Emil Svanangen, better known to music lovers as Loney, Dear first came to recognition in the U.S. at the beginning of this year, when his third album Loney, Noir, was released by Sub Pop. On the back of that, the Swede’s fourth album is getting the reissue treatment, as well. Originally released in Sweden in 2006, the album takes its name from an agricultural region of France that pretty neatly sums up the focus here. That, or the bit on “The City, the Airport” when Svanangen sings, “The city, I don’t want another life that’s killing me.”
Sologne, following fellow Swedish folk group Amandine, builds literary-minded compositions with a pastoral outlook. If this is not as overt as the Lidman and Lotass-referencing Solace in Sore Hands, it’s useful to at least think of Loney, Dear as an emotionally labile fellow-traveler. Through soft layers of acoustic instrumentation and vocal harmonies, Svanangen creates a sustained and lasting representation of the classic emotions of regret, peace, and loneliness.
It’s not difficult to place Svanangen along with his contemporaries like We’re From Barcelona and Peter Bjorn and John from the timbre and accentuation of his soft voice, though musically Loney, Dear is more like Jim Noir or Tunng, or Adem’s first album. Svanangen sounds most convincing when he relaxes in his mid-range, like on “Le Fever”. “I’ve seen this before, like scenes in a film”, he sings and the ESL misstep is charming. Elsewhere, though, particularly when he pushes his voice to the very top of the falsetto range, Svanangen has a harsh quality that isn’t as compelling.
Loops of repeated phrases help build the atmosphere in many of Loney, Dear’s songs. Opener “The Battle of Trinidad and Tobago” is a standout. Lithely it repeats a couple of variations on a phrase, “I’ve been listening to your voice from the other side, I know you so well”, building layers of instruments and lapping waves of confluent backing vocals. “Grekerna”, an instrumental track, takes an organ melody from some familiar classical piece, adds bird noises and other extraneous sounds, and builds a mantra-like calm from the repetition. The melody is reprised for closer “Won’t You Do?” a fragile, splitting-apart ballad that’s a sweet and subtle farewell and a perfect closer.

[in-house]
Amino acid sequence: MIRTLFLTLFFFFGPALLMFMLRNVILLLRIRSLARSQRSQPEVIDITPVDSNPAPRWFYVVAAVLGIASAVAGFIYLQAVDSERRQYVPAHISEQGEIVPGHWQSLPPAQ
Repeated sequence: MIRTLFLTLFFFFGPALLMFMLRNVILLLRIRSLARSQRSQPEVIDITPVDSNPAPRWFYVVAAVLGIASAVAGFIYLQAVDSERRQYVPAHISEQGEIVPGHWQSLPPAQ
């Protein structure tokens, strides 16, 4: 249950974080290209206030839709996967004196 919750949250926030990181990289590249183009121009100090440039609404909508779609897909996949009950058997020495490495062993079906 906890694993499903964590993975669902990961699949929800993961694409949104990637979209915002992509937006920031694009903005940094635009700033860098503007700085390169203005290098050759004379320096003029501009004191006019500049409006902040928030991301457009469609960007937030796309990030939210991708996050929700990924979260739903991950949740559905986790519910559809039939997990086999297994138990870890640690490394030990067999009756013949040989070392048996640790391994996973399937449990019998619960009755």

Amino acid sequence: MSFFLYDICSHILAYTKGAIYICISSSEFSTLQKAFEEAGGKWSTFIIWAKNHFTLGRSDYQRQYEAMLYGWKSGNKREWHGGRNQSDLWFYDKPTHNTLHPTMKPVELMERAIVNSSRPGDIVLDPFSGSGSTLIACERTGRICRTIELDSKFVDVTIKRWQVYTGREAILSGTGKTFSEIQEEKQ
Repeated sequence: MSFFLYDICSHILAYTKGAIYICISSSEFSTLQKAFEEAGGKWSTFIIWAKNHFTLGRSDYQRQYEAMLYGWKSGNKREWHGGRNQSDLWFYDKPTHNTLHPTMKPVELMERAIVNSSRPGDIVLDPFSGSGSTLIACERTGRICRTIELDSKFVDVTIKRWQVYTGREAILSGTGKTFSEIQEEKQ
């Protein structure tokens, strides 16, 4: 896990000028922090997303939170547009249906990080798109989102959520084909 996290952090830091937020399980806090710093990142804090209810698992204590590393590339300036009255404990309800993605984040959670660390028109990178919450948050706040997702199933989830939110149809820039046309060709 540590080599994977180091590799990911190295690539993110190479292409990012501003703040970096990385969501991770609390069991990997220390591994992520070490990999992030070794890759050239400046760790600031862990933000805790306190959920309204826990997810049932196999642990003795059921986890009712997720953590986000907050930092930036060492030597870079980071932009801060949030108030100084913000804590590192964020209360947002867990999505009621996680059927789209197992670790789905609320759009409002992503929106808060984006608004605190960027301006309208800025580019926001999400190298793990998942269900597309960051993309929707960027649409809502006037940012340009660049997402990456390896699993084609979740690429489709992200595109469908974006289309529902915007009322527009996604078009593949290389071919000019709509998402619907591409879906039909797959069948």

The larger-scale crescendos and expanded sections of cacophony, the ending of “The City, The Airport”, or the opening of “In with the Arms”, occasionally feel a little forced, and the lapse back into soft folk is where Loney, Dear is most comfortable. Occasionally, though, the larger scale works brilliantly, as when the deep bass of an organ lifts “A Band” into a whole new place.
It’s great that U.S. audiences are being given the chance to get to know Loney, Dear’s music after the success of “I Am John” and Loney, Noir. Sologne is a sweet and soft ode to life away from the cacophony of the city. It won’t blow you away (it’s not meant to), but Svanangen’s soft sons will surely enrich your day whenever you hear them.
// Sound Affects
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